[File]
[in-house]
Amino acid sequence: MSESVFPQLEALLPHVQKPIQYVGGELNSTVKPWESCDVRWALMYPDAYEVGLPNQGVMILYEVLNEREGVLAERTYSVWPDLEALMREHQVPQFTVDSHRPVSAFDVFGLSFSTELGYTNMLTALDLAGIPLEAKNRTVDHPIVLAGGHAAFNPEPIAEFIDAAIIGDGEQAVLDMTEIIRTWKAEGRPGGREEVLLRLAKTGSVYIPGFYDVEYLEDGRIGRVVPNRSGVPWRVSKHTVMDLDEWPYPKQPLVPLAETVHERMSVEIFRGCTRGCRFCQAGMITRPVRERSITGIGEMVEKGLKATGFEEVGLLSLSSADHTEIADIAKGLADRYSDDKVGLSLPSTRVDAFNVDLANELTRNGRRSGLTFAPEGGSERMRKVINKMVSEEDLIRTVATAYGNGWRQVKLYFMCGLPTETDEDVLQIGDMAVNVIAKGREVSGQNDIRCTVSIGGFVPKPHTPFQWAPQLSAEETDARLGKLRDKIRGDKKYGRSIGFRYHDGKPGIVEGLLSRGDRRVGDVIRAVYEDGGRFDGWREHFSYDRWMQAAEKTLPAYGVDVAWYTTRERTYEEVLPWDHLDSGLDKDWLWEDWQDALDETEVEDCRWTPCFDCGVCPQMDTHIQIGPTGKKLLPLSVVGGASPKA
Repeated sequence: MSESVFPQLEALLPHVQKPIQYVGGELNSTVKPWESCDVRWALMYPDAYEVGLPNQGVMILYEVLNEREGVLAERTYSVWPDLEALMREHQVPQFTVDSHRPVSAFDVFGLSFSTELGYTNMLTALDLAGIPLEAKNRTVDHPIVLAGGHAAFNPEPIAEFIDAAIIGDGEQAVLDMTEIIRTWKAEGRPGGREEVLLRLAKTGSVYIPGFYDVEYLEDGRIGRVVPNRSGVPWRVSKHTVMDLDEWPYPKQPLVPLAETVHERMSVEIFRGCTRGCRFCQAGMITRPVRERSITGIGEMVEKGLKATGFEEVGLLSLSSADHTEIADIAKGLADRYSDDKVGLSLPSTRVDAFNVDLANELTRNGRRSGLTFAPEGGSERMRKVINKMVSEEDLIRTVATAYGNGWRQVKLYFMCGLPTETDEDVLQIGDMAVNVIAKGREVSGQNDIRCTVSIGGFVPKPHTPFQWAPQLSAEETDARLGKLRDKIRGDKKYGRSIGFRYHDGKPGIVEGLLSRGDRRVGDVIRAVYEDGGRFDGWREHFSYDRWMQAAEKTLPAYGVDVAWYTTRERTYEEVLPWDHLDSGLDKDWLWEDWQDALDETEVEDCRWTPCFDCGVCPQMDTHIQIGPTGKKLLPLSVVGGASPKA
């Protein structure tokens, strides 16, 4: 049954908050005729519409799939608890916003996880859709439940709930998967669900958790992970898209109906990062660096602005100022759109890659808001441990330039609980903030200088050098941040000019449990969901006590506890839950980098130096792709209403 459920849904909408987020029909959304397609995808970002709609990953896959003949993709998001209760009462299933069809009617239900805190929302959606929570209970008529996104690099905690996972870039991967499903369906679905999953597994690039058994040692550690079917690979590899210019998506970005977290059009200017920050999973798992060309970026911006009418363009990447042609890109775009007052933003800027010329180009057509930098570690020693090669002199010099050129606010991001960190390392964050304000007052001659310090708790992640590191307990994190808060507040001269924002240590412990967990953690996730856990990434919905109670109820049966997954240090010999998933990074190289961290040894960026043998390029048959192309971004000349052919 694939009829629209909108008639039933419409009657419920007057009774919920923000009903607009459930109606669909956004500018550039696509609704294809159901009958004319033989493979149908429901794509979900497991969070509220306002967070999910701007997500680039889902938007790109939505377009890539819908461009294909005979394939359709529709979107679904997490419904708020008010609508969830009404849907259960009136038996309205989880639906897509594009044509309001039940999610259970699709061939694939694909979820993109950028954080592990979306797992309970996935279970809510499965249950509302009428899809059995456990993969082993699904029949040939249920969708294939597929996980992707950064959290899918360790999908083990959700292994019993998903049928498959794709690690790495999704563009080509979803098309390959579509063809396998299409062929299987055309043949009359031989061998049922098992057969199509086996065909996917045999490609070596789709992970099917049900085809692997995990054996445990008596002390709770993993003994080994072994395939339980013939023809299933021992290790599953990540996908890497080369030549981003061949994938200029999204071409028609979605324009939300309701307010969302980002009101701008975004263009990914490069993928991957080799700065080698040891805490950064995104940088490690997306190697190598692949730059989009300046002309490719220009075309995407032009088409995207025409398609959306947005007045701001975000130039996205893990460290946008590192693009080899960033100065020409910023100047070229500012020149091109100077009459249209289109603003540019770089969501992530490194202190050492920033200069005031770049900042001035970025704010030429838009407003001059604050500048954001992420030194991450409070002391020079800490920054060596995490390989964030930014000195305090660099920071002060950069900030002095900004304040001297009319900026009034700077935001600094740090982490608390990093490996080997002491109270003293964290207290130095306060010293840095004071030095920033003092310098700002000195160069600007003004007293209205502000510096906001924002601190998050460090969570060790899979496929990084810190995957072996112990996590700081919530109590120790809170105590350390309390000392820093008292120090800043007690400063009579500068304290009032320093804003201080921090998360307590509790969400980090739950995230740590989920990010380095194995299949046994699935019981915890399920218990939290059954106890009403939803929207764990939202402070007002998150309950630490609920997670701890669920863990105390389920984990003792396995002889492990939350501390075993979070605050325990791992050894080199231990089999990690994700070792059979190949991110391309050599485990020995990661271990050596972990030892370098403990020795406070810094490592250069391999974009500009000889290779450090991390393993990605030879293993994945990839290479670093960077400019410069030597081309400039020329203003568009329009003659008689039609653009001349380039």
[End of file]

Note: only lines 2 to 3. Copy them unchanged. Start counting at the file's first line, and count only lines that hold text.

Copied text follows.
Amino acid sequence: MSESVFPQLEALLPHVQKPIQYVGGELNSTVKPWESCDVRWALMYPDAYEVGLPNQGVMILYEVLNEREGVLAERTYSVWPDLEALMREHQVPQFTVDSHRPVSAFDVFGLSFSTELGYTNMLTALDLAGIPLEAKNRTVDHPIVLAGGHAAFNPEPIAEFIDAAIIGDGEQAVLDMTEIIRTWKAEGRPGGREEVLLRLAKTGSVYIPGFYDVEYLEDGRIGRVVPNRSGVPWRVSKHTVMDLDEWPYPKQPLVPLAETVHERMSVEIFRGCTRGCRFCQAGMITRPVRERSITGIGEMVEKGLKATGFEEVGLLSLSSADHTEIADIAKGLADRYSDDKVGLSLPSTRVDAFNVDLANELTRNGRRSGLTFAPEGGSERMRKVINKMVSEEDLIRTVATAYGNGWRQVKLYFMCGLPTETDEDVLQIGDMAVNVIAKGREVSGQNDIRCTVSIGGFVPKPHTPFQWAPQLSAEETDARLGKLRDKIRGDKKYGRSIGFRYHDGKPGIVEGLLSRGDRRVGDVIRAVYEDGGRFDGWREHFSYDRWMQAAEKTLPAYGVDVAWYTTRERTYEEVLPWDHLDSGLDKDWLWEDWQDALDETEVEDCRWTPCFDCGVCPQMDTHIQIGPTGKKLLPLSVVGGASPKA
Repeated sequence: MSESVFPQLEALLPHVQKPIQYVGGELNSTVKPWESCDVRWALMYPDAYEVGLPNQGVMILYEVLNEREGVLAERTYSVWPDLEALMREHQVPQFTVDSHRPVSAFDVFGLSFSTELGYTNMLTALDLAGIPLEAKNRTVDHPIVLAGGHAAFNPEPIAEFIDAAIIGDGEQAVLDMTEIIRTWKAEGRPGGREEVLLRLAKTGSVYIPGFYDVEYLEDGRIGRVVPNRSGVPWRVSKHTVMDLDEWPYPKQPLVPLAETVHERMSVEIFRGCTRGCRFCQAGMITRPVRERSITGIGEMVEKGLKATGFEEVGLLSLSSADHTEIADIAKGLADRYSDDKVGLSLPSTRVDAFNVDLANELTRNGRRSGLTFAPEGGSERMRKVINKMVSEEDLIRTVATAYGNGWRQVKLYFMCGLPTETDEDVLQIGDMAVNVIAKGREVSGQNDIRCTVSIGGFVPKPHTPFQWAPQLSAEETDARLGKLRDKIRGDKKYGRSIGFRYHDGKPGIVEGLLSRGDRRVGDVIRAVYEDGGRFDGWREHFSYDRWMQAAEKTLPAYGVDVAWYTTRERTYEEVLPWDHLDSGLDKDWLWEDWQDALDETEVEDCRWTPCFDCGVCPQMDTHIQIGPTGKKLLPLSVVGGASPKA